This doesn’t refer to Wimbledon, but to the turning of blossom into fruitlets. There was a good flower on most of the trees and especially on the cider, although it was all very late. However, pollination has to take place but due to the continuing cold, damp and windy conditions in May there was very little insect activity, so not ideal conditions at all. Even if there is a good number of fruitlets there is often a significant June drop when lots of these fall off. We think that there is a good enough set for a reasonable crop, which after last year, is a huge relief.
Photo (Simon Day): "The "June drop" is happening in July this year. Pritt sticking these back on the tree isn't working!"
We have hosted a number of orchard walks recently and one was with Woolhope WI. We of course visit the Sponsor A Tree orchard and explain that Dorothy’s Orchard was named after Norman’s mother. Beryl Walker who is the wife of David, our local Haiku poet and sculptor told us that her mother was also called Dorothy and that they had recently visited Burford Church. There she had found a stained glass window commemorating Saint Dorothy, and discovered that she just happens to be the patron saint of orchards and small gardens. I feel Mother must have known that.
Ledbury Ox Roast - June 1st and 2nd
The Ox Roast Weekend to celebrate the 60th anniversary of the Coronation of Queen Elizabeth II was blessed with wonderful weather and turned out to be a fantastic event. On Saturday, the Ledbury Community Day, more than fifty local groups strutted their stuff in a massive open day and in the afternoon the Beast arrived in town in a trailer mounted mobile oven. We went into Ledbury in the evening for a jazz performance and the whole of the High Street was filled with the smell of roast ox.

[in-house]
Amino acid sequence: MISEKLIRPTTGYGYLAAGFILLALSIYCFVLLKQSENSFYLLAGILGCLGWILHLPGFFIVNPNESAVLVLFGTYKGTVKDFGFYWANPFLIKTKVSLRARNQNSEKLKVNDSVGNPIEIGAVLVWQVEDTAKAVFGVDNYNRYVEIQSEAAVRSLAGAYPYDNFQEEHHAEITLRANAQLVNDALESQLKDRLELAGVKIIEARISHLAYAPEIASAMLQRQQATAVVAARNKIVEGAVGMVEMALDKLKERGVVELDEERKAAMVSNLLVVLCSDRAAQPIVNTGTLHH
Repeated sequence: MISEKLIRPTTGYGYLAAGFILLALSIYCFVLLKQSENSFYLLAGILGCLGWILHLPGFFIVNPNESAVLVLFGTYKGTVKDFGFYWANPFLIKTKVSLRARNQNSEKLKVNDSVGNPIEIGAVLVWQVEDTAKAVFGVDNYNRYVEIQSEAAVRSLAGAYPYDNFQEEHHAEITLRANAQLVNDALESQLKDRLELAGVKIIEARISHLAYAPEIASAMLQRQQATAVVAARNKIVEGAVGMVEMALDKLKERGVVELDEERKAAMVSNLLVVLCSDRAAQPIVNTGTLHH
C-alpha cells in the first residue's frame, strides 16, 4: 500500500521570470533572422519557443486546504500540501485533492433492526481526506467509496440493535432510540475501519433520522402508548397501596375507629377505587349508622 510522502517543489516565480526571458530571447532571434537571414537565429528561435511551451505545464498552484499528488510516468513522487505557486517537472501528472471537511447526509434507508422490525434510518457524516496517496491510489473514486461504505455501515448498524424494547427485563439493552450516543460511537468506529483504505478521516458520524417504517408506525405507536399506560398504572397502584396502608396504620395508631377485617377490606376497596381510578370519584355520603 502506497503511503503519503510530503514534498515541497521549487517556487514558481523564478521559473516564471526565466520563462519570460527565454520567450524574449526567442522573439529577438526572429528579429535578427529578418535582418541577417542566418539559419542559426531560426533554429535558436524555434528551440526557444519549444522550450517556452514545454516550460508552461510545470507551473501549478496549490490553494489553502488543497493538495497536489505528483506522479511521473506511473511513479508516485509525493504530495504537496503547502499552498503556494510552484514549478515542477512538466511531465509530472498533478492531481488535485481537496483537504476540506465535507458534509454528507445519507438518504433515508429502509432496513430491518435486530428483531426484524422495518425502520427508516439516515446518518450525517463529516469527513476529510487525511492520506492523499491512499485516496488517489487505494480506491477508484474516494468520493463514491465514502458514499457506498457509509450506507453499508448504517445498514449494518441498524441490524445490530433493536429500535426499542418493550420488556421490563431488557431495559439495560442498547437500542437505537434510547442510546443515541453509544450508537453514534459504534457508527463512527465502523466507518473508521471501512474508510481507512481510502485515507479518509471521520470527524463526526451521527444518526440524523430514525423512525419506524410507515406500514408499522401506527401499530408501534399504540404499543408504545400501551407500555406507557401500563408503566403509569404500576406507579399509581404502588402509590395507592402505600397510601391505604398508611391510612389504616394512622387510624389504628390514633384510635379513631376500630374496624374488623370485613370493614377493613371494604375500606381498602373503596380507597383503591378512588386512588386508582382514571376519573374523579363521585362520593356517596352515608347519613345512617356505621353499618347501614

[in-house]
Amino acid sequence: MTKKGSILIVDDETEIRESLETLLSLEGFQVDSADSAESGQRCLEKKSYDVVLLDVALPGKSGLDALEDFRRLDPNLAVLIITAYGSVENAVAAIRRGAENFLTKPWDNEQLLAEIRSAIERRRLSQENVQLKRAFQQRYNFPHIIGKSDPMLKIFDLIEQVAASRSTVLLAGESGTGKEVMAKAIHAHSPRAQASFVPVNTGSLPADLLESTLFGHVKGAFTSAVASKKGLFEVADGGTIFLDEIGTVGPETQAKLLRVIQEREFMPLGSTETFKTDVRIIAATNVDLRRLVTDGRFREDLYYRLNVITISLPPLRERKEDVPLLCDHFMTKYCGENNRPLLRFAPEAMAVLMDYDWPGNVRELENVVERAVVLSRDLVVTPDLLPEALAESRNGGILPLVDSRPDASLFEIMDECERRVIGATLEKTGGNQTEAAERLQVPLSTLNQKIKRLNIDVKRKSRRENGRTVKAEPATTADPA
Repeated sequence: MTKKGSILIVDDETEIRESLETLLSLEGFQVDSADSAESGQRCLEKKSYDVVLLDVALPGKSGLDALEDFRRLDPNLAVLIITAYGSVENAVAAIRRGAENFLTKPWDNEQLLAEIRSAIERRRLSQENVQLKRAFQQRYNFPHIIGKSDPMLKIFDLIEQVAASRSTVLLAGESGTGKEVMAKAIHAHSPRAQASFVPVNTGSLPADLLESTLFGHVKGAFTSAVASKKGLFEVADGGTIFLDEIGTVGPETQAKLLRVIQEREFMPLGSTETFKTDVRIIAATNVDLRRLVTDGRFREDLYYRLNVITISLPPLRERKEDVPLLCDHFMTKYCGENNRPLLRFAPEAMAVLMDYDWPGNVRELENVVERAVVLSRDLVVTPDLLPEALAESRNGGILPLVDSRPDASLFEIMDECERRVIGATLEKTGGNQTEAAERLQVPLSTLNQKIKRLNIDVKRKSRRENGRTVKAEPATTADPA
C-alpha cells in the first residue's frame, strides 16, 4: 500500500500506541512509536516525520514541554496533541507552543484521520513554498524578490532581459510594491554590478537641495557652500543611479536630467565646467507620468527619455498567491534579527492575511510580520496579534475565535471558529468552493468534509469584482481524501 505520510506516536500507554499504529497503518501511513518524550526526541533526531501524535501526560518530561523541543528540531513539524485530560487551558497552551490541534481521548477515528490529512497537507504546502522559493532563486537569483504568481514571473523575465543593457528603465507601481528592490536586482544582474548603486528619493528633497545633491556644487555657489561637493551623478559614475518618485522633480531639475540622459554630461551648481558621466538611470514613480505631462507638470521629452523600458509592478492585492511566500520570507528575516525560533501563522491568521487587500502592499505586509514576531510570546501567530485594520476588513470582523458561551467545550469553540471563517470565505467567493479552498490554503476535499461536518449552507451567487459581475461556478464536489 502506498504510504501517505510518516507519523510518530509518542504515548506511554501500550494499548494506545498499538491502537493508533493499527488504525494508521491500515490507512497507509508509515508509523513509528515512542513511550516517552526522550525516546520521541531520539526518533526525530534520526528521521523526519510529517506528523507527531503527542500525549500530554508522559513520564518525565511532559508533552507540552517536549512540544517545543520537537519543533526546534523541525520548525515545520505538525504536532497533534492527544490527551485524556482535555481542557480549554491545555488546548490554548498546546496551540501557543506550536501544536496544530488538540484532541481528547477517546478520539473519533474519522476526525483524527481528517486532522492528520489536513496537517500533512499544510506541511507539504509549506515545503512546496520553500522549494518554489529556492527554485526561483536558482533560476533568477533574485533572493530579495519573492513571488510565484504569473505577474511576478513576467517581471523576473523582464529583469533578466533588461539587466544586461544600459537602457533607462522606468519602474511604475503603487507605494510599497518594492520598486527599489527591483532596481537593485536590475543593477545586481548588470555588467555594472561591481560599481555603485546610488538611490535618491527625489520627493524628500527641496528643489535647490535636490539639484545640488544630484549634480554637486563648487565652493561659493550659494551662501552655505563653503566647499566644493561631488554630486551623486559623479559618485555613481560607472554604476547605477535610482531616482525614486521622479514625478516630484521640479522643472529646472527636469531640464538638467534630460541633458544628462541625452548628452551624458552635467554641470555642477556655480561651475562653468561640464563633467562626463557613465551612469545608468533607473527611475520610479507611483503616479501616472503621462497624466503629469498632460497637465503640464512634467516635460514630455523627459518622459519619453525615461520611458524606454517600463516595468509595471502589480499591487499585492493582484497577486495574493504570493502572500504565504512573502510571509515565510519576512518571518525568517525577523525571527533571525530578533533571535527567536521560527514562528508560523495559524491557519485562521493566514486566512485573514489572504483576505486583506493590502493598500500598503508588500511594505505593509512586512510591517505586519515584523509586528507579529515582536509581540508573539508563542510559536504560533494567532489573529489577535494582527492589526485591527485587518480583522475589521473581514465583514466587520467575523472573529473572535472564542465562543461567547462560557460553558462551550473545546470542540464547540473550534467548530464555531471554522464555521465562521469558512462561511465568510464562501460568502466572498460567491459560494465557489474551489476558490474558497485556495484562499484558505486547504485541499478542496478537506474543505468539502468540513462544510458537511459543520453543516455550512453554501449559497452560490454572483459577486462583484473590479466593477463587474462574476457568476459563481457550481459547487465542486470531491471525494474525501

On Sunday the day dawned sunny and bright and the streets were closed, a stage was set up, the Hereford Trow arrived on a low loader to be offloaded by two huge telehandlers and installed next to the Market House.
The Ledbury Reporter said that over 5000 people came out for the event. The sun shone, the bands played and the Food, Drink and Craft Festival celebrated local talent and producers. A full programme unfolded throughout the day with appearances from Charles Martell’s Coach and Four, vintage cars, a Grand Opening of the event by Dolly Tow and the hounds only snaffled a few ox rolls as they passed through town. The Ledbury butchers did a fine job carving the ox and hundreds got to enjoy the tasty rolls. Many of those who remembered the original event in 1953 pronounced 2013 even better than the original. The whole day was hugely entertaining and a great Ledbury community occasion and very much as Norman had envisaged it just a few months earlier.
There are lots of lovely photos at www.ledburyoxroast.org.uk
The Three Counties Show for this year had a new category in its Cider and Perry Competition. This was to encourage and recognise new and innovative products and attracted some strong entries. Simon entered The Wonder, the dessert pear wine, but was not told until just before judging that he was required to make a Dragon’s Den style presentation. He received quite a grilling from the panel, but obviously convinced them and came away with the first First Prize for Innovation. He has also picked up another first prize for this year’s Discovery juice at the Bath & West Show.
Recently, almost every time we go out into the orchard, we find someone holding a large aerial standing or lurking by a hedgerow. This is happening on all days of the week and in all weathers and is part of the Orchard Survey which is being carried out to look at the effects of orchard management techniques on wildlife and especially the birds. Individual birds have been caught and tagged and are being tracked, so that their every movement is recorded. They have no privacy at all, but some really useful information is being obtained.
Every year we avidly await the arrival of the cuckoo and expect that according to the ancient rhyme that “He’ll whistle his tune ‘til the middle of June and then he’ll fly away”. However with this late late year, here we are at the beginning of July and the cuckoo is still ‘cuckooing’ and not flying away. An excellent illustration of this particularly strange tardy season.